Planning for Life

Can an On-Line Note Serve as a Will?

Posted by Harry S. Margolis on September 25, 2018

By Harry S. Margolis

iStock-697091296

What constitutes a will? According to Massachusetts law, which is similar to the law in all states, wills must be in writing and signed by the "testator" and two witnesses.

However, the law also permits other writings to serve if the:

Intent that the document constitute the testator's will can be established by extrinsic evidence.

This means that a separate writing that does not meet all of the traditional requirements of a will may be admitted as a will by the probate court.

Read More

Topics: will, will in massachusetts

Why Didn't Aretha Have a Will?

Posted by Harry S. Margolis on September 18, 2018

By Harry S. Margolis

iStock-486812383

Aretha Franklin was a star and a wise businesswoman. According to her obituary, she demanded payment up front before she performed. She is reported to have died with an estate worth $80 million.

Yet, she had no estate plan. When one of my clients sent me an email asking me why, I turned the question back to her and she responded:

I think that she has some shady lawyers, accountants, and other random business people around her who did not serve her well.

Read More

Topics: will, Estate Planning

To Issue or Children -- An "Issue" of Interpretation

Posted by Alison Blum on September 11, 2018

By Alison Blum

iStock-974713930

In 1960, Elizabeth S. Payson executed a will leaving her estate first in trust for her husband and then in trust for the benefit of her daughter, also named Elizabeth. (For purposes of clarity, we''ll refer to the mother as Ms. Payson and the daughter as Elizabeth.) The will directed that after Elizabeth’s death, the net income from a trust should be distributed to Elizabeth’s children (Ms. Payson's grandchildren), until the youngest of these children turned 21. After Elizabeth’s children reached the age of 21, the principal of the trust was to be distributed to Elizabeth’s issue in equal shares.

Read More

Topics: will, trusts, issue

If You Live Part of the Year Out-of-State, Do You Need Estate Planning Documents for that State Too?

Posted by Harry S. Margolis on September 4, 2018

By Harry S. Margolis

 Screen Shot 2018-09-04 at 12.03.45 PM

If you spend the summer in New Hampshire, or somewhere else cool, or the winter in Florida, or somewhere else warm, do you need separate estate planning documents for each state?

Legally, no. Practically, perhaps.

Read More

Topics: health care proxy, will, durable power of attorney

Why Would Anyone Do Estate Planning? A Lot of Bang for the Buck

Posted by Harry S. Margolis on July 24, 2018

By Harry S. Margolis

Screen Shot 2018-07-24 at 12.43.15 PM

Why would anyone want to partake in estate planning? It takes time. You have to deal with lawyers. And to talk about your death or disability. It may bring up contentious issues with a spouse or children. It's not urgent, since nothing is likely to happen to you tomorrow, or even in the next few years. It costs money.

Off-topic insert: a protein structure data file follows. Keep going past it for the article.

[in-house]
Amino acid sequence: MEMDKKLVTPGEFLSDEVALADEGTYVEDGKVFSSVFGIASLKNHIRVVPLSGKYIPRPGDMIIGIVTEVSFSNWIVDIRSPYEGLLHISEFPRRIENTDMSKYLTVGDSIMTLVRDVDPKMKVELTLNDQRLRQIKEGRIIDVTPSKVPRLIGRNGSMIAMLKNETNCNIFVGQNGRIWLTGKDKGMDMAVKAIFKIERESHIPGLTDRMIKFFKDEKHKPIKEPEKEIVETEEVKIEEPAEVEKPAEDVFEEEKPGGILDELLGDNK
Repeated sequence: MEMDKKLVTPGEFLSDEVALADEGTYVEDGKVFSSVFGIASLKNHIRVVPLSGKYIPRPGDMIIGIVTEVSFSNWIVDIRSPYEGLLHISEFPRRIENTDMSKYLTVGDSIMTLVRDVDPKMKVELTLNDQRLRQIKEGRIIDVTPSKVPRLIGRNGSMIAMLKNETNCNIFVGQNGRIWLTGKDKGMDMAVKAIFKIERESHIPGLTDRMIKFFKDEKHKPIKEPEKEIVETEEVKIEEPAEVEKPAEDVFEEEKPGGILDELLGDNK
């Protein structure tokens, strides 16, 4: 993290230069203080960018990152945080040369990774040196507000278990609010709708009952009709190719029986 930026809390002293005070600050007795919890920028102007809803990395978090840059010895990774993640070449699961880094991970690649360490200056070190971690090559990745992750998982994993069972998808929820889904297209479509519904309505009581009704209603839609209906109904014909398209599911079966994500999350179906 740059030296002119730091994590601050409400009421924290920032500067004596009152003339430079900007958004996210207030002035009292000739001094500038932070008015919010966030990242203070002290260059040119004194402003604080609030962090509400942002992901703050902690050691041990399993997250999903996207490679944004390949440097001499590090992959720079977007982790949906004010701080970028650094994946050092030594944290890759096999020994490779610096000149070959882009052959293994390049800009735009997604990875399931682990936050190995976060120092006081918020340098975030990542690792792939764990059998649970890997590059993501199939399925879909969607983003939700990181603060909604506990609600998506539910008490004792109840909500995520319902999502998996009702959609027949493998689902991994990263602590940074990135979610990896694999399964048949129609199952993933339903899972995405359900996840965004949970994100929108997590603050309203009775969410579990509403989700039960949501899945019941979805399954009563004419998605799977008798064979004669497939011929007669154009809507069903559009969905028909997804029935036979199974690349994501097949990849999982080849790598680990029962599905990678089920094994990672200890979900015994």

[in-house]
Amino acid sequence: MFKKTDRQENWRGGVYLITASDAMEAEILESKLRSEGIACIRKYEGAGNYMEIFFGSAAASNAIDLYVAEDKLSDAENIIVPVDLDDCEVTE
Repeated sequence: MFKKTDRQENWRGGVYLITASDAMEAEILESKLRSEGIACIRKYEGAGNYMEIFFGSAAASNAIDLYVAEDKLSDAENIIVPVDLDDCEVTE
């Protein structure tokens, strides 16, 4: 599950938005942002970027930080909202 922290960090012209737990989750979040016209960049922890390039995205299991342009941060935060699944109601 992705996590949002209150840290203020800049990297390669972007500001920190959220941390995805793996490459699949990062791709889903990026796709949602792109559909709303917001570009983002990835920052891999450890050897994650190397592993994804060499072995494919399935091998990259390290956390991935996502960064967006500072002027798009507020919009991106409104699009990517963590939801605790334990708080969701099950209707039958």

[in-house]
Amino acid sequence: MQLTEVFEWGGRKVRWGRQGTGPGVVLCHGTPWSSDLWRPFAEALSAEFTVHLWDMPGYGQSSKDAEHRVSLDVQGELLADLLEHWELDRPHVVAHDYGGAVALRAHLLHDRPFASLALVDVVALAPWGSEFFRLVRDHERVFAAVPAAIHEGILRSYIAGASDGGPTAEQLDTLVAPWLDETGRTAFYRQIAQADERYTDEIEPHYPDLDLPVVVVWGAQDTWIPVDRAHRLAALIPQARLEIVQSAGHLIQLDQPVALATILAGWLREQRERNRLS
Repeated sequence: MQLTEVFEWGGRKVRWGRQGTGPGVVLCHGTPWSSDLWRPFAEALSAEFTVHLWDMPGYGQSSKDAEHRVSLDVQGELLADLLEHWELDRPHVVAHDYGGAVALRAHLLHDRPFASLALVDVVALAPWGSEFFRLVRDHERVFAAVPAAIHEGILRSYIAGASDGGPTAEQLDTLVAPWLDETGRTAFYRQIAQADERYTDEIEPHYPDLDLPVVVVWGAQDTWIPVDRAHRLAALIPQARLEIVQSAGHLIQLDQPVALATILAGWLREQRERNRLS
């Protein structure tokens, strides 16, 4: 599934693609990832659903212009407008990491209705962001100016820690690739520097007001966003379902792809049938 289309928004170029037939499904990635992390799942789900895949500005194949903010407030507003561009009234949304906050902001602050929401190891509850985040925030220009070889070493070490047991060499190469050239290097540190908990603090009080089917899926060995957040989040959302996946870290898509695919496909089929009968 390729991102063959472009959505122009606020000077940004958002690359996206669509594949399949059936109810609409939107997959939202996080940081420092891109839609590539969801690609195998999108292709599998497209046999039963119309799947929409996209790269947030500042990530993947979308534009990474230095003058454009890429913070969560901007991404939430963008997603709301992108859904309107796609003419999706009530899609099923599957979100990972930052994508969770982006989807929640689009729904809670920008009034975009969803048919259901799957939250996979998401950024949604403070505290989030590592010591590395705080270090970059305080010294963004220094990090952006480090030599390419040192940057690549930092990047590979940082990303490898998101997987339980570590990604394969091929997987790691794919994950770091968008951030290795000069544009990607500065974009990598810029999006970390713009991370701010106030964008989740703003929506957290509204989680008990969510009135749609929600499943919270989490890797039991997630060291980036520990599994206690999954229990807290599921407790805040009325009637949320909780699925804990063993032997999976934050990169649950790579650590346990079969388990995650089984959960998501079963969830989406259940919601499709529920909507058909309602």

So, why should you take time out of your busy life to commit to estate planning? The answer is that there are few other simple steps you can take that will could have as great an impact on your family's welfare. The cost-benefit trade off is tremendous.

Read More

Topics: will, health care proxy, durable power of attorney, HIPAA release, revocable trust

Does Contested Language Create a Life Estate in Land?

Posted by Harry S. Margolis on May 29, 2018

 By Harry S. Margolis

iStock-481265540

A recent Texas case, Knopf v. Gray LLC (Texas Sup. Ct. No. 17-0262, March 23, 2018), demonstrates how courts interpret unclear language in wills. In this case, Vada Wallace Allen gave her son, Robert Gray, 316 acres of land in Robertson County, Texas, under the following wording:

NOW BOBBY I leave the rest to you, everything, certificates of deposit, land, cattle and machinery, Understand the land is not to be sold but passed on down to your children, ANNETTE KNOPF, ALLISON KILWAY, AND STANLEY GRAY. TAKE CARE OF IT AND TRY TO BE HAPPY.

Robert Gray subsequently sold the land to Polasek Farms and two of his children, Annette Knopf and Stanley Gray, sued arguing that all their father could sell was his lifetime interest in the property.

Read More

Topics: will

What's It Like to Meet with an Attorney to Do Your Estate Plan?

Posted by Harry S. Margolis on May 15, 2018

 By Harry S. Margolis

iStock-610119412

Financial columnist John Schwartz reports in The New York Times on his and his wife's experience in getting their estate plan done, and it doesn't sound too terrible. At first, he checked out a number of on-line will programs, which he felt could work for anyone with a straightforward situation, as long as they at least consult with an attorney to make sure anything they don't know won't come back to bite them or their families.

Read More

Topics: will

Bloom and Margolies, No That's Not a Typo

Posted by Harry S. Margolis on May 8, 2018

By Harry S. Margolis

iStock-675066568

As reported in The New York Times, Sylvia Bloom spent 67 years working as a legal secretary in New York City at the international law firm, Cleary Gottlieb Steen & Hamilton. She retired at age 96 and died soon thereafter in 2016 with an estate of nearly $9 million. She had no children, and her estate gave $6.24 to the Henry Street Settlement in the Lower East Side, the biggest single gift the social service agency has received in its 125-year history.

Read More

Topics: will

Subscribe to New Blog Posts

Recent Posts

Most Popular Posts

Posts by Topic

see all